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Liquor marketers seemed to gain ground against their critics on two fronts in Congress last week.

The chairman of the House panel planning a hearing on TV liquor ads said he's holding off to permit negotiations between the parties, even though industry players said they knew of no such negotiations and suggested they had nothing to negotiate.

Also, Rep. Joe Kennedy (D., Mass.), a high-profile critic of liquor advertising, said he will put off taking another stab at introducing legislation to curb alcohol ads.


Rep. Billy Tauzin (R., La.), formally installed as chairman of the House Commerce Committee's Subcommittee on Telecommunications, Trade & Consumer Protection, told Advertising Age he had decided to postpone the hearing in the hopes of getting the issue settled.

"I want to encourage the parties to come together," he said. "I don't want a hearing to interfere" with the negotiations. Rep. Tauzin said that if he felt negotiations weren't taking place, then he would immediately call for a hearing.

Officials from the Distilled Spirits Council of the U.S., Beer Institute, National Association of Broadcasters and Association of National Advertisers said they knew of no current negotiations.

Still going ahead with its own similar hearing is the Senate Commerce Committee's communications subcommittee. That hearing is scheduled for Feb. 11.


Committee and liquor industry spokesmen say those likely to testify include Federal Trade Commission Chairman Robert Pitofsky, DISCUS President-CEO Fred Meister, Beer Institute President Ray McGrath and an NAB executive, along with representatives from Mothers Against Drunk Driving.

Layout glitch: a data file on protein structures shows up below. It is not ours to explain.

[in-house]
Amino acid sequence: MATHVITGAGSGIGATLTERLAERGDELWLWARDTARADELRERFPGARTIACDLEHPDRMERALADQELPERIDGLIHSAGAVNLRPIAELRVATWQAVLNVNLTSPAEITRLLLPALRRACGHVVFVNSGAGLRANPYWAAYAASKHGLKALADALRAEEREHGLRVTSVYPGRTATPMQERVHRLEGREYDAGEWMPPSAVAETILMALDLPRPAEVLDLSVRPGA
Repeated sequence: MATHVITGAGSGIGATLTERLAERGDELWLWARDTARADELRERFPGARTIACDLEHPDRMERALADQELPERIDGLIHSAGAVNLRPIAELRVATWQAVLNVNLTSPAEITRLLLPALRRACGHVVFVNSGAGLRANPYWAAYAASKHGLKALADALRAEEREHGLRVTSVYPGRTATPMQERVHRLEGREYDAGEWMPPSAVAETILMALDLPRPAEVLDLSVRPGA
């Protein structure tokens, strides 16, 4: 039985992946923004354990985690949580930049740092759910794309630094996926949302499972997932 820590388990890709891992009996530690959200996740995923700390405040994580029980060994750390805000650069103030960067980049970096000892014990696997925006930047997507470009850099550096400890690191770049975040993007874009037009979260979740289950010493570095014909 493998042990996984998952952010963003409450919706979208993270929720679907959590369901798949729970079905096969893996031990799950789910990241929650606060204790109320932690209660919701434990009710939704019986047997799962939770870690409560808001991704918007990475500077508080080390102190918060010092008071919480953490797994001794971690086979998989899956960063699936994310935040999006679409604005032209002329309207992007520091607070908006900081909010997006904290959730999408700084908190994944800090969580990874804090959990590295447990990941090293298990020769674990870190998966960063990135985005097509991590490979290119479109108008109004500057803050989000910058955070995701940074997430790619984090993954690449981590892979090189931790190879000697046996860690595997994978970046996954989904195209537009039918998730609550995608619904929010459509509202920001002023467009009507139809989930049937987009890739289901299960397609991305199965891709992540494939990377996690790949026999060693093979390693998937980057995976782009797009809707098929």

Still uncertain is whether Seagram Co., the first distilled spirits marketer to get back into TV advertising, will offer its own testimony. A company spokesman said Seagram hasn't yet been invited to testify.

Senate subcommittee Chairman Conrad Burns (R., Mont.), like Rep. Tauzin, has indicated he thinks legislation is unlikely to come out of the hearing and that he would prefer some sort of industry response over government action.

While the committees look into liquor advertising on TV, Rep. Kennedy is taking a new tack in his own fight against liquor ads.


Instead of again introducing legislation to subject ads to some of the same curbs the Food & Drug Administration requires of tobacco ads, or to try to ban liquor TV ads, as he did last year, Rep. Kennedy now wants to get the National Institutes of Health's alcohol treatment unit to first do a detailed study on the effect of alcoholic beverage advertising on those below legal drinking age.

Advertising and alcoholic beverage industry officials, while pleased that Rep. Kennedy won't again be offering legislation to block advertising, claimed he was just recognizing the reality that it was unlikely to pass. Some also questioned the need for a study.

"Generally, the research on this issue is fairly clear. It is not consistent with what Congressman Kennedy would like it to be," said Jeff Becker, VP-alcohol

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